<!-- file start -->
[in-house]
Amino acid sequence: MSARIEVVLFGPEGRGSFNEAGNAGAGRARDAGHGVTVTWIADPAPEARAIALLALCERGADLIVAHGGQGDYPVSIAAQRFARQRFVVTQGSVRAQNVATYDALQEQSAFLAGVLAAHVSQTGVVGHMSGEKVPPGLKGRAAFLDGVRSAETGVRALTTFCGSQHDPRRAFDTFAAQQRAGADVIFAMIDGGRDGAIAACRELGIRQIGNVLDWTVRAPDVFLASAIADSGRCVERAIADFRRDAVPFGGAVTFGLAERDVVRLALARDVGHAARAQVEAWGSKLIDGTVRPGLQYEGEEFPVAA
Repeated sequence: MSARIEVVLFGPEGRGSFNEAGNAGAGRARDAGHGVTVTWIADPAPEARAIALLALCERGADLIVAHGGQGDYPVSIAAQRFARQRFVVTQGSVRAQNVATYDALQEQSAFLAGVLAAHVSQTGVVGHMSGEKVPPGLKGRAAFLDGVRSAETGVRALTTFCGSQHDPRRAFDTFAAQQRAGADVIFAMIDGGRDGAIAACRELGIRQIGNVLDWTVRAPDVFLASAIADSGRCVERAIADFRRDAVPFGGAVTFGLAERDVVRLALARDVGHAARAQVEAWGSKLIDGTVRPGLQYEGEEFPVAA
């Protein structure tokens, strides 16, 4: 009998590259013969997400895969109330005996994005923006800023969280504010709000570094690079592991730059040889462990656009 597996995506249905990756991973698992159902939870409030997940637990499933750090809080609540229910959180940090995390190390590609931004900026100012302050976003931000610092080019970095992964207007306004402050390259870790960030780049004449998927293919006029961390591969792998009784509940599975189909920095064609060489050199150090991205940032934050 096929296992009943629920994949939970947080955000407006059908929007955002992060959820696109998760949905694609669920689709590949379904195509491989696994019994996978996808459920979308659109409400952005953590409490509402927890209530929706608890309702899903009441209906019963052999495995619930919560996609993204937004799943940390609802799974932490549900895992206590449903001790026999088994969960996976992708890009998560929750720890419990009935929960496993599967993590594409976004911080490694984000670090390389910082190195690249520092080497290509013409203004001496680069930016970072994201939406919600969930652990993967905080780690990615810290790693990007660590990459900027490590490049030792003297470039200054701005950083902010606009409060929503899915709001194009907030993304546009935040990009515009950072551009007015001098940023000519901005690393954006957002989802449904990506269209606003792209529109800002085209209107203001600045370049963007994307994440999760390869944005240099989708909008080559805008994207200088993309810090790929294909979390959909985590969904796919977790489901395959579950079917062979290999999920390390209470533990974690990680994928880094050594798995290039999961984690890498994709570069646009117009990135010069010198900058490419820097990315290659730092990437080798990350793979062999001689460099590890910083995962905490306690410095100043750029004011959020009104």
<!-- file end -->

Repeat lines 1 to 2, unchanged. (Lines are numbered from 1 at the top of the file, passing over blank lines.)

[in-house]
Amino acid sequence: MSARIEVVLFGPEGRGSFNEAGNAGAGRARDAGHGVTVTWIADPAPEARAIALLALCERGADLIVAHGGQGDYPVSIAAQRFARQRFVVTQGSVRAQNVATYDALQEQSAFLAGVLAAHVSQTGVVGHMSGEKVPPGLKGRAAFLDGVRSAETGVRALTTFCGSQHDPRRAFDTFAAQQRAGADVIFAMIDGGRDGAIAACRELGIRQIGNVLDWTVRAPDVFLASAIADSGRCVERAIADFRRDAVPFGGAVTFGLAERDVVRLALARDVGHAARAQVEAWGSKLIDGTVRPGLQYEGEEFPVAA